Endosonography: Endosonography refers to an ultrasound test performed through an endoscope. Ultrasound tests utilize sound waves to detect different densities of tissue, including cancer. Endosonography can detect spread of cancer into various layers of the stomach, adjacent organs and lymph nodes.
Laparoscopy: Laparoscopy is a procedure that involves the insertion of an endoscope through a small incision in the abdomen. Laparoscopy is an important tool for staging and has proven to be more reliable than CT scanning in detecting spread of cancer to the liver and the lining of the abdomen (peritoneum). Ultrasonography can be performed through the laparoscope, thereby improving the accuracy of diagnosis. Another procedure, called peritoneal lavage, involves the infusion of fluid into the abdomen. Peritoneal lavage can increase the accuracy of diagnosis of peritoneal spread. Typically, patients who have cancer cells in the fluid from peritoneal lavage have a worse outcome.
Positron Emission Tomography (PET): Positron emission tomography (PET) scanning may also be used in the preoperative staging of gastric cancer. For gastric cancer staging, combined PET-CT tends to produce better results than PET alone.
The current methods of clinical staging of patients with gastric cancer are not perfect and are constantly changing as new and more reliable tests are developed. At this point, the results of surgery are much more reliable in determining the extent of cancer spread than tests performed before surgery. In order to learn more about the most recent information available concerning the treatment of gastric cancer, click on the appropriate stage.3
Stage 0: Cancer in situ is cancer that is limited to the surface layer of cells lining the stomach, which is called the epithelium.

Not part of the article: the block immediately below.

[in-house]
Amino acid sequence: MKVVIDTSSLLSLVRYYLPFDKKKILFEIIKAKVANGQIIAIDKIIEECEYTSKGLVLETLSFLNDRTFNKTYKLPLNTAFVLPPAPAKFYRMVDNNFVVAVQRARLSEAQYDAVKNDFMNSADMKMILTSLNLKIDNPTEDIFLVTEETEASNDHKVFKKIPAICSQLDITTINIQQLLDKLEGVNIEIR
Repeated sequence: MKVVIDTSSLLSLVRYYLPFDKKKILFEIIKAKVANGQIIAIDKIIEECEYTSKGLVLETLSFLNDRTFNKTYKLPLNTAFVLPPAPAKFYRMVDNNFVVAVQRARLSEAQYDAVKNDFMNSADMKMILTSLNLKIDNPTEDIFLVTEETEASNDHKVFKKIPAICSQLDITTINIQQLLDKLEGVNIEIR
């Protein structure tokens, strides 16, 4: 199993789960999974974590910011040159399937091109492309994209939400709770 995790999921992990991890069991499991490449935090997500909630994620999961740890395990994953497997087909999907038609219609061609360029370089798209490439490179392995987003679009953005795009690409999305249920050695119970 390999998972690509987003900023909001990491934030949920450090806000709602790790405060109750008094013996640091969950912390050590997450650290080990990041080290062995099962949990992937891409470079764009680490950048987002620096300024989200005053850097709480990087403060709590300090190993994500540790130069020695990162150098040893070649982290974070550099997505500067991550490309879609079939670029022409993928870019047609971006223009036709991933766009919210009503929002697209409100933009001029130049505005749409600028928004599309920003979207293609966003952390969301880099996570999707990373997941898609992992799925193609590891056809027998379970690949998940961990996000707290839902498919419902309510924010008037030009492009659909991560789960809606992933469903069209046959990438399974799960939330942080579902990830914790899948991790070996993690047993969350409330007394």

Stage IA: Cancer invades beneath the surface layer of cells, but not into the muscle wall and there is no lymph node or distant spread of cancer.
Stage IB: Cancer invades beneath the surface layer of cells, with spread to 1-2 lymph nodes, or invades into the muscle of the wall of the stomach without regional lymph node or distant spread of cancer.
Stage II: Cancer invades beneath the surface, with spread to 3 or more lymph nodes; into the muscle of the wall of the stomach, with spread to 1-6 lymph nodes; into the next-to-the-last layer of the stomach, with spread to no more than 2 lymph nodes; or into the outermost layer of the stomach but not to the lymph nodes.
Stage III: Cancer has spread to adjacent structures and/or regional lymph nodes.
Stage IIIA: Cancer invades the muscle of the wall of the stomach and 7 or more lymph nodes, the next-to-the-last layer of the stomach and 3-6 lymph nodes, or the outermost layer of the stomach (the serosa) and 1-2 lymph nodes.
Stage IIIB: Cancer invades the next-to-the-last layer of the stomach and 7 or more lymph nodes, the outermost layer of the stomach and 3-6 lymph nodes, or adjacent structures and few (1-2) or no lymph nodes.
Stage IIIC: Cancer involves the outermost layer of the stomach and 7 or more lymph nodes, or adjacent structures and 3 or more lymph nodes.
Stage IV: Cancer has spread to distant sites.
Recurrent Cancer: The cancer has returned after primary treatment.
1 Fuccio L, Zagari RM, Eusebi LH et al. Meta-analysis: can Helicobacter pylori eradication treatment reduce the risk for gastric cancer? Annals of Internal Medicine. 2009;151:121-8.
2 American Cancer Society. Cancer Facts & Figures 2010.
3 AJCC Cancer Staging Manual, Seventh Edition.